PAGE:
Wednesday, March 21, 2012

This Day in History: Mar 21, 1871: Stanley begins search for Livingstone

On this day in 1871, journalist Henry Morton Stanley begins his famous search through Africa for the missing British explorer Dr. David Livingstone.

In the late 19th century, Europeans and Americans were deeply fascinated by the "Dark Continent" of Africa and its many mysteries. Few did more to increase Africa's fame than Livingstone, one of England's most intrepid explorers. In August 1865, he set out on a planned two-year expedition to find the source of the Nile River. Livingstone also wanted to help bring about the abolition of the slave trade, which was devastating Africa's population.

Almost six years after his expedition began, little had been heard from Livingstone. James Gordon Bennett, Jr., editor of the New York Herald, decided to capitalize on the public's craze for news of their hero. He sent Stanley to lead an expedition into the African wilderness to find Livingstone or bring back proof of his death. At age 28, Stanley had his own fascinating past. As a young orphan in Wales, he crossed the Atlantic on the crew of a merchant ship. He jumped ship in New Orleans and later served in the Civil War as both a Confederate and a Union soldier before beginning a career in journalism.

After setting out from Zanzibar in March 1871, Stanley led his caravan of nearly 2,000 men into the interior of Africa. Nearly eight months passed--during which Stanley contracted dysentery, cerebral malaria and smallpox--before the expedition approached the village of Ujiji, on the shore of Lake Tanganyika. Sick and poverty-stricken, Livingstone had come to Ujiji that July after living for some time at the mercy of Arab slave traders. When Stanley's caravan entered the village on October 27, flying the American flag, villagers crowded toward the new arrivals. Spotting a white man with a gray beard in the crowd, Stanley stepped toward him and stretched out his hand: "Dr. Livingstone, I presume?"

These words--and Livingstone's grateful response--soon became famous across Europe and the United States. Though Stanley urged Livingstone to return with him to London, the explorer vowed to continue his original mission. Livingstone died 18 months later in today's Zambia; his body was embalmed and returned to Britain, where he was buried in Westminster Abbey. As for Stanley, he returned to Africa to fulfill a promise he had made to Livingstone to find the source of the Nile. He later damaged his reputation by accepting money from King Leopold II of Belgium to help create the Belgian-ruled Congo Free State and promote the slave trade. When he left Africa, Stanley resumed his British citizenship and even served in Parliament, but when he died he was refused burial in Westminster Abbey because of his actions in the Congo Free State.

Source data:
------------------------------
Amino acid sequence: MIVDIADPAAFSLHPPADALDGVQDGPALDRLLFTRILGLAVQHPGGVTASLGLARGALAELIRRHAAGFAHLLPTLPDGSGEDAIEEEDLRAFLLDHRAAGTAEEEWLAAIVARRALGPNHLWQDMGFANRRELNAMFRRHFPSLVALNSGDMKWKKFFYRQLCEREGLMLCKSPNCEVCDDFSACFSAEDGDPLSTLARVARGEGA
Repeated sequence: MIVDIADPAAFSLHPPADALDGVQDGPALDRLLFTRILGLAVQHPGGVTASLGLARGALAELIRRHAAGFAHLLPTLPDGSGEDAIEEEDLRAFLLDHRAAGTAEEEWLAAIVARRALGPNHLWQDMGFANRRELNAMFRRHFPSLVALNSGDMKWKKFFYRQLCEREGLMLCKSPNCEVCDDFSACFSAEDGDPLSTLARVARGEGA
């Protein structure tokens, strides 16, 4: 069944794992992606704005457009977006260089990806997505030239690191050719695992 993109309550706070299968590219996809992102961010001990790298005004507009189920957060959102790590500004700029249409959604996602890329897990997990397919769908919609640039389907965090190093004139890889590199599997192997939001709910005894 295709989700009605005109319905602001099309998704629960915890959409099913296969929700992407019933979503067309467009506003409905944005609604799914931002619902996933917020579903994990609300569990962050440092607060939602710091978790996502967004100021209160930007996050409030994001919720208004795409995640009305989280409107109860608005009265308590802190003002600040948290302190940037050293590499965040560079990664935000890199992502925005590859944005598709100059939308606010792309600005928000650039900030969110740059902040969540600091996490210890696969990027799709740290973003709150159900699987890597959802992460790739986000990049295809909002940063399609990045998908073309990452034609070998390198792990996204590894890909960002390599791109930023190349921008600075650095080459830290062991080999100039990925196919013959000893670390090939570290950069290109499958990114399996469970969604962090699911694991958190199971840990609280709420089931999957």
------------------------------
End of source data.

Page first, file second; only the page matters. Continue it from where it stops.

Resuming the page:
In South Africa: Police kill 69 people during the Sharpeville Massacre
Date: 21 March, 1960

On 21 March, 1960, a breakaway organisation from the African National Congress (ANC), the Pan Africanist Congress (PAC) staged an anti-pass demonstration outside Sharpeville police station near Vereeniging. They handed over their passes demanding an end to the pass laws. However, the march ended in tragedy when the police opened fire on the marchers, killing 69 people and injuring close to 200 people, in what has come to be known as the Sharpeville Massacre. Some commentators argue that it was the events of Cato Manor, the year before, that caused panic amongst the policemen and caused them to open fire on the peaceful protesters.

According to reports, the ANC had planned a similar campaign against the pass laws due to start on 31 March 1960. The PAC rushed ahead and announced the beginning of their campaign to start ten days earlier. Human Rights Day on 21 March has been a public holiday in South Africa since 1994 observed to commemorate this important event in our history.



  1. Hey there. I really apologize for being a pain... But the picture of the teenager carrying the boy, is the picture taken on 16 June 1976 during the uprising in Soweto. The little boy was named Hector Pietersen. Also well worth your while to look up, as you say you are interested in these things.

  2. Thank you Anonymous. I actually know that picture very well and I know the history...not sure how I got that picture in there. I am sure because I added the pictures with html and never realised that i pushed it in there. I think that will be the article for 16 June next year. Thank you!